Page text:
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J Am Diet Assoc. 2001 Jun;101(6):678-84.

Developing actionable dietary guidance messages: dietary fat as a case study.

Author information

1
International Food Information Council, 1100 Connecticut Ave, NW, Suite 430, Washington, DC 20036, USA.

Abstract

Although consumers say they are concerned about nutrition and are aware that eating a healthful diet is important for good health, this knowledge does not always translate into healthful diet behaviors or motivate behavior change. In an effort to better understand consumer attitudes about nutrition and to explore alternatives for communicating dietary advice in language that is meaningful and motivates behavior change, the International Food Information Council (IFIC) conducted qualitative research with consumers (using focus groups) and registered dietitians (using telephone interviews) in 1998 and 1999. Results of the research are presented using dietary fat as a case study. Findings from the IFIC research were reported to the Dietary Guidelines Advisory Committee to assist the Committee in developing meaningful and action-oriented dietary advice related to dietary fat for inclusion in the 2000 Dietary Guidelines for Americans that would be motivating and easy for consumers to implement. The recommendation to moderate fat intake in the new dietary guideline, "Choose a diet that is low in saturated fat and cholesterol and moderate in total fat" is consistent with communication recommendations in the IFIC research. Further, the moderate fat message is empowering because it suggests an achievable dietary regimen and reduces guilt and worry about foods. It allows flexibility to enjoy desired foods and promotes using common sense when it comes to diet. Several issues emerged from the IFIC research that apply to general nutrition communications with consumers, whether it be through national nutrition recommendations or in one-on-one counseling situations: to be effective, messages to consumers about nutrition, and specifically dietary fat, must address sources of discomfort about dietary choices; they must engender a sense of empowerment; and they should motivate both by providing clear information that propels toward taking action and appeals to the need to make personal choices.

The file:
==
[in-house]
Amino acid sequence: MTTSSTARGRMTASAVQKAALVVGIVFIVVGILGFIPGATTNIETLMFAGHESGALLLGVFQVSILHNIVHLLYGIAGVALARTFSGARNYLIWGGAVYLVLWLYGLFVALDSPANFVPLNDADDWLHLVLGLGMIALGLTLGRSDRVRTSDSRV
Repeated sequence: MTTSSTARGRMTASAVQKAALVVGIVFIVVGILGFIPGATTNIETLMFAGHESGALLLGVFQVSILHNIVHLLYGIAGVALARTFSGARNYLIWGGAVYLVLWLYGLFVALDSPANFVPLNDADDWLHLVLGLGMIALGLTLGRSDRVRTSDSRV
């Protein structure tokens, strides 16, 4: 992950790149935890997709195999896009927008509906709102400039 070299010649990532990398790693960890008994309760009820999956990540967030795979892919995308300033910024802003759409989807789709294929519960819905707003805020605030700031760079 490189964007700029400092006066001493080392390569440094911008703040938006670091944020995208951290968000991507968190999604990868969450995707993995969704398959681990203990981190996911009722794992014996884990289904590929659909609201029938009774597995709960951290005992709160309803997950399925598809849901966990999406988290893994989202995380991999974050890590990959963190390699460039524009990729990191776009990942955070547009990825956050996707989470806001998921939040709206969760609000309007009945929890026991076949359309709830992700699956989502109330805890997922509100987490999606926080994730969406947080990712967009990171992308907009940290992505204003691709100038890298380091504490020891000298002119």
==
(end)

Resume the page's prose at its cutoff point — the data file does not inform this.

PMID:
11424547
DOI:
10.1016/S0002-8223(01)00170-5
[Indexed for MEDLINE]

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